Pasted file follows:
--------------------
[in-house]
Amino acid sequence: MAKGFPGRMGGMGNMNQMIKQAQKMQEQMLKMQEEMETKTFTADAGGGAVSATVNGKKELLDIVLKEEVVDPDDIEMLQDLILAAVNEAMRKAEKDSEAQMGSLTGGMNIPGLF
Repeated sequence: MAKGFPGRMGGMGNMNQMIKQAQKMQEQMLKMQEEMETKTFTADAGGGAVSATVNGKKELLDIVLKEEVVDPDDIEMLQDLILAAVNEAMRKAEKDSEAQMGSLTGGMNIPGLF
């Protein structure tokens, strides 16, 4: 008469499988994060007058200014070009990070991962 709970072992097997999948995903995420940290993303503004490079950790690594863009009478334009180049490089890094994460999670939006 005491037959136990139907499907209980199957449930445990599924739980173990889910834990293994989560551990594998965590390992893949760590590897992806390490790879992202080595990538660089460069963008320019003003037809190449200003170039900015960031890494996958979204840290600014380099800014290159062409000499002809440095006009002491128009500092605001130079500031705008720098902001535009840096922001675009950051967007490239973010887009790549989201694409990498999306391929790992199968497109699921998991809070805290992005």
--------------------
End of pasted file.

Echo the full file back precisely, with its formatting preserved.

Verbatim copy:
[in-house]
Amino acid sequence: MAKGFPGRMGGMGNMNQMIKQAQKMQEQMLKMQEEMETKTFTADAGGGAVSATVNGKKELLDIVLKEEVVDPDDIEMLQDLILAAVNEAMRKAEKDSEAQMGSLTGGMNIPGLF
Repeated sequence: MAKGFPGRMGGMGNMNQMIKQAQKMQEQMLKMQEEMETKTFTADAGGGAVSATVNGKKELLDIVLKEEVVDPDDIEMLQDLILAAVNEAMRKAEKDSEAQMGSLTGGMNIPGLF
């Protein structure tokens, strides 16, 4: 008469499988994060007058200014070009990070991962 709970072992097997999948995903995420940290993303503004490079950790690594863009009478334009180049490089890094994460999670939006 005491037959136990139907499907209980199957449930445990599924739980173990889910834990293994989560551990594998965590390992893949760590590897992806390490790879992202080595990538660089460069963008320019003003037809190449200003170039900015960031890494996958979204840290600014380099800014290159062409000499002809440095006009002491128009500092605001130079500031705008720098902001535009840096922001675009950051967007490239973010887009790549989201694409990498999306391929790992199968497109699921998991809070805290992005």